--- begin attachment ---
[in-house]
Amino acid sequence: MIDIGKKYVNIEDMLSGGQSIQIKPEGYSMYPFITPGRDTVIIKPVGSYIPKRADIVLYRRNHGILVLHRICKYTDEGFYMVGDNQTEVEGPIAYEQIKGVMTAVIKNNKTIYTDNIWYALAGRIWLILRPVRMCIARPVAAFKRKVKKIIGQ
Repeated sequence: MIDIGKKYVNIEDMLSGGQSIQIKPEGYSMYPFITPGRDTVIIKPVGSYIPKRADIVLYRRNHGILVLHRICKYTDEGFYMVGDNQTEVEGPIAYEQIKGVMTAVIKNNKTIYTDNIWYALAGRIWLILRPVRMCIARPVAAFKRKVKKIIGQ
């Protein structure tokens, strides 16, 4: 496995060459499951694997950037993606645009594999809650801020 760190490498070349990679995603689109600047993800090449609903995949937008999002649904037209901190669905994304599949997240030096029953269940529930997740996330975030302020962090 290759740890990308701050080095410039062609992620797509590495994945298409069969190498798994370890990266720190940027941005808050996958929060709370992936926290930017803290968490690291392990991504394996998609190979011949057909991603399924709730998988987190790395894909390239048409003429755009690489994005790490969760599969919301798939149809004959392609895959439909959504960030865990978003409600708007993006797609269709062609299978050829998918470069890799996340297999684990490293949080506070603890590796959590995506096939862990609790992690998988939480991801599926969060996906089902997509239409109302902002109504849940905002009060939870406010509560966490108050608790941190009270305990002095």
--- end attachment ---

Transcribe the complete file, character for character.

[in-house]
Amino acid sequence: MIDIGKKYVNIEDMLSGGQSIQIKPEGYSMYPFITPGRDTVIIKPVGSYIPKRADIVLYRRNHGILVLHRICKYTDEGFYMVGDNQTEVEGPIAYEQIKGVMTAVIKNNKTIYTDNIWYALAGRIWLILRPVRMCIARPVAAFKRKVKKIIGQ
Repeated sequence: MIDIGKKYVNIEDMLSGGQSIQIKPEGYSMYPFITPGRDTVIIKPVGSYIPKRADIVLYRRNHGILVLHRICKYTDEGFYMVGDNQTEVEGPIAYEQIKGVMTAVIKNNKTIYTDNIWYALAGRIWLILRPVRMCIARPVAAFKRKVKKIIGQ
């Protein structure tokens, strides 16, 4: 496995060459499951694997950037993606645009594999809650801020 760190490498070349990679995603689109600047993800090449609903995949937008999002649904037209901190669905994304599949997240030096029953269940529930997740996330975030302020962090 290759740890990308701050080095410039062609992620797509590495994945298409069969190498798994370890990266720190940027941005808050996958929060709370992936926290930017803290968490690291392990991504394996998609190979011949057909991603399924709730998988987190790395894909390239048409003429755009690489994005790490969760599969919301798939149809004959392609895959439909959504960030865990978003409600708007993006797609269709062609299978050829998918470069890799996340297999684990490293949080506070603890590796959590995506096939862990609790992690998988939480991801599926969060996906089902997509239409109302902002109504849940905002009060939870406010509560966490108050608790941190009270305990002095």